Discipline Students are expected to conform to the highest Christian standards of conduct; violations are cause for disciplinary action. Any use of unauthorized aids on a test, exercise, or problem is considered cheating. Plagiarism is any act of incorporating into one’s own work the work of another without indicating that source. Plagiarism is a serious matter that can result in loss of grade, failure of a class, or even dismissal. All sources, including spoken communication, and all media (e.g., print, audio, video, and computerized data bases), used by the student are to be properly acknowledged. Students should avoid extensive quoting which serves more as “filler” than as part of the essential flow of thought of the research paper. Stringing several properly-cited quotations together is technically not plagiarism but is often a poor way to write a paper. Students may not use papers from their previous classes unless prior permission is granted. Below are some forms of plagiarism to be avoided: Idea Plagiarism—reshuffling of the word order given but not citing the source. Key Term Plagiarism—using key terms or coined words of another without citing the source. Word-for-Word Plagiarism—copying the exact wording of a source and not using quotation marks or citing the source. Paraphrasing Plagiarism—taking the source’s words and bit by bit replacing them with one’s own. Disciplinary Sanctions There are five levels of discipline at ATS: Reprimand—an admonition and official warning (such action may also include repair or replacement of property when loss or damage is part of the offense). Restriction—loss of such privileges as may be consistent with the offense committed. Disciplinary Probation—placing the student in a probationary status which takes away the privilege of holding office, and which also may include social restrictions. Suspension—dismissal from the Seminary for a specified or indefinite period of time. Expulsion—permanent dismissal from the Seminary.
The Meaning of an ATS Degree or Diploma
A degree or diploma from Asian Theological Seminary indicates that the graduate has completed the required course of study. Graduates are to demonstrate evidence of sound doctrinal beliefs and a life of genuine Christian character. However, churches and church-related organizations are responsible for applying their own requirements for leadership and/or ordination and to determine the suitability and readiness for ministry of a particular graduate.
Registration is required to attend a class. At the opening session, the professor will require a class card of every student present. Attendance requirements are under the purview of the individual professor. If attendance is required, the professor must state this at the beginning of the course. A student planning to be absent should request permission from the professor beforehand. All students are strongly encouraged to attend Chapel and the ATS Student Association meetings and activities.
Course papers shall be in thesis form, unless otherwise designated by the professor. Course papers shall conform to the standards as outlined by William C. Campbell, Form and Style in Thesis Writing , or Kate Turabian, A Manual for Writers of Term Papers , Theses and Dissertations . Class reports and papers that are turned in for a grade in a given class become the property of the professor, though in most cases, these are returned to students.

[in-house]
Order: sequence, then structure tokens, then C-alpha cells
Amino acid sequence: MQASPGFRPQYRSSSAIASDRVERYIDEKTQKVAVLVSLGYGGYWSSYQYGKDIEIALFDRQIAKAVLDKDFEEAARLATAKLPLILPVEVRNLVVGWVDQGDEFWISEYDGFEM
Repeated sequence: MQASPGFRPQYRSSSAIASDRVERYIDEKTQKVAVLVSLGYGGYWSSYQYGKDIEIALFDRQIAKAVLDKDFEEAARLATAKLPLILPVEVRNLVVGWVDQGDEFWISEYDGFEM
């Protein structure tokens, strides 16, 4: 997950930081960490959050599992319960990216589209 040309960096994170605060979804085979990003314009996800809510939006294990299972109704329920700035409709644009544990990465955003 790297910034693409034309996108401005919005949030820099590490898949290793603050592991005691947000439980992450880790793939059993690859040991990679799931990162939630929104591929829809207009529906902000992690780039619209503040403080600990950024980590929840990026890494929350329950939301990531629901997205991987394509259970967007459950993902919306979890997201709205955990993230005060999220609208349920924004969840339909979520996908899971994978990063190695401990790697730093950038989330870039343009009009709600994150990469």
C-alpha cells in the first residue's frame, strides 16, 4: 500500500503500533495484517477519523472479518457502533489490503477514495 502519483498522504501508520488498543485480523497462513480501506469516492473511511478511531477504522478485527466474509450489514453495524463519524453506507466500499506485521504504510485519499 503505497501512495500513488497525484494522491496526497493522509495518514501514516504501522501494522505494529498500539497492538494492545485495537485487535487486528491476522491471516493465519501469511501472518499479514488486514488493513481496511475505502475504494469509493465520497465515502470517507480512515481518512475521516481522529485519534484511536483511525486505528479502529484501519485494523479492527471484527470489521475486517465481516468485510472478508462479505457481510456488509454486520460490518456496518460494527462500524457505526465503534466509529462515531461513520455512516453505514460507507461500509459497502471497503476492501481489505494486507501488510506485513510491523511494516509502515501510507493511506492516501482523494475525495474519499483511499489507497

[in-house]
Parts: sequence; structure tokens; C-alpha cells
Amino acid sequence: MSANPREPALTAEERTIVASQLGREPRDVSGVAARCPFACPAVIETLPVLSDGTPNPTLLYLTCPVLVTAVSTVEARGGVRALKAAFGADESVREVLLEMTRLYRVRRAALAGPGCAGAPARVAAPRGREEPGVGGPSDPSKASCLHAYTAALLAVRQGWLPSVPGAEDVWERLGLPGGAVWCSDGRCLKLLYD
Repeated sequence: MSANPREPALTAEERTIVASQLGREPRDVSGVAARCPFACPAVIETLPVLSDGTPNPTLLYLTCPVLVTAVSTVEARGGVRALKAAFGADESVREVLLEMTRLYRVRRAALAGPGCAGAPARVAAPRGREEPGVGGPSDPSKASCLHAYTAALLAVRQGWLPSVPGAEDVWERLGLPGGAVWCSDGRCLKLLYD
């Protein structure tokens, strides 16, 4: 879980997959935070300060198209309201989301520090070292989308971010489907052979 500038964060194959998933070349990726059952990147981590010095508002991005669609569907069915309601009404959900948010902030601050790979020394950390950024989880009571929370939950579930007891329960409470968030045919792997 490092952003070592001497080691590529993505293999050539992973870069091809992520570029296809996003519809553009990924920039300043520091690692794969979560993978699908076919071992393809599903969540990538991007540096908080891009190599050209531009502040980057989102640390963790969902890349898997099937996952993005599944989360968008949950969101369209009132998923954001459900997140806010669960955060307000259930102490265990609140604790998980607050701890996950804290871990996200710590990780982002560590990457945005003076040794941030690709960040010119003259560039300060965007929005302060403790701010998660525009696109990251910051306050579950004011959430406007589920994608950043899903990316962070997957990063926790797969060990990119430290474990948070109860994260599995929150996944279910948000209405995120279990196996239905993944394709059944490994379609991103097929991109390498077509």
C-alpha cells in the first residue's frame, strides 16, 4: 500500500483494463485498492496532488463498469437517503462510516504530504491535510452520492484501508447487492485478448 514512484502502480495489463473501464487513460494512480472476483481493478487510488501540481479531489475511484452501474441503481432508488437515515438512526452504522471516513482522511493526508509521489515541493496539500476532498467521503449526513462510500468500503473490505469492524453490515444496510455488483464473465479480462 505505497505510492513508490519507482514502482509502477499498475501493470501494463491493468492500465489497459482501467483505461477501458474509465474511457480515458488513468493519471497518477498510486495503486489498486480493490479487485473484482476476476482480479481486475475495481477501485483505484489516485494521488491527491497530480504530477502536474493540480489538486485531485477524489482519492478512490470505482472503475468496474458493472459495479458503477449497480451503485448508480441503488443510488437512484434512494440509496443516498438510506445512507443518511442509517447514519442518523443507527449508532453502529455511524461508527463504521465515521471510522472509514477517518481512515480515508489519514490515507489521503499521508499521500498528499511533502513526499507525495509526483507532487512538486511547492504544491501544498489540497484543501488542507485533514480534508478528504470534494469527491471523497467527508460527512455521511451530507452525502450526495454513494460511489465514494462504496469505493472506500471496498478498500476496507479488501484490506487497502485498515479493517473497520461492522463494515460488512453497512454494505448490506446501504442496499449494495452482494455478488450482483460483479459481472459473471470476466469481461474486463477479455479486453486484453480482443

Issuance of Grades and Distribution of Papers
Three (3) weeks after the end of the semester, students may collect their class cards and papers (papers may become the professor’s property) from the Receptionist. Papers which are not picked up one semester after the course is offered will be disposed of.
Final examinations should be taken as scheduled, unless prior arrangements are made through the Associate Dean for Students. No student is expected to take more than two final examinations in one day. Take-home final examinations may be given by a course professor, and are due no later than the final examination scheduled for the course. Final examinations may be rescheduled in the event of an emergency by special petition to the Associate Dean for Students. Rescheduling merely for reasons of personal convenience will not be granted.
Students who believe that they have already achieved a high level of competence in a subject area (whether through formal, non-formal, or informal study and experience) may take a validation exam for the particular course. Only one attempt may be made to validate a course. A student who wishes to validate a course should register and pay for the course and file a petition with the Associate Dean of Faculty not more than two weeks after the start of the semester. The Associate Dean of Faculty will request a faculty member to prepare and administer an exam. The student will meet with the faculty member to learn what is expected as a demonstration of competence in the subject area of the course. The examiner may provide reading suggestions and describe how the validation exam will be given. At the scheduled hour, the student will present the class card to the examiner and will take the examination. The examiner will report the result of the examination to the Registrar as passed or passed with honors. In regard to validation, passed is understood as a level of competence equivalent to a grade of 1.75 or above, and honors is understood as 1.25 or above. Scores of 2.0 or below do not qualify a student for validation. Upon full payment of the tuition fee per unit validated, courses validated will be entered on the student’s transcript as Validation-Passed or Validation- Honors, and assigned the unit value indicated in the ATS curriculum. Failure to pass the exam will not be indicated in the student’s transcript. To qualify for graduation honors, at least half of the subjects validated must be honors level.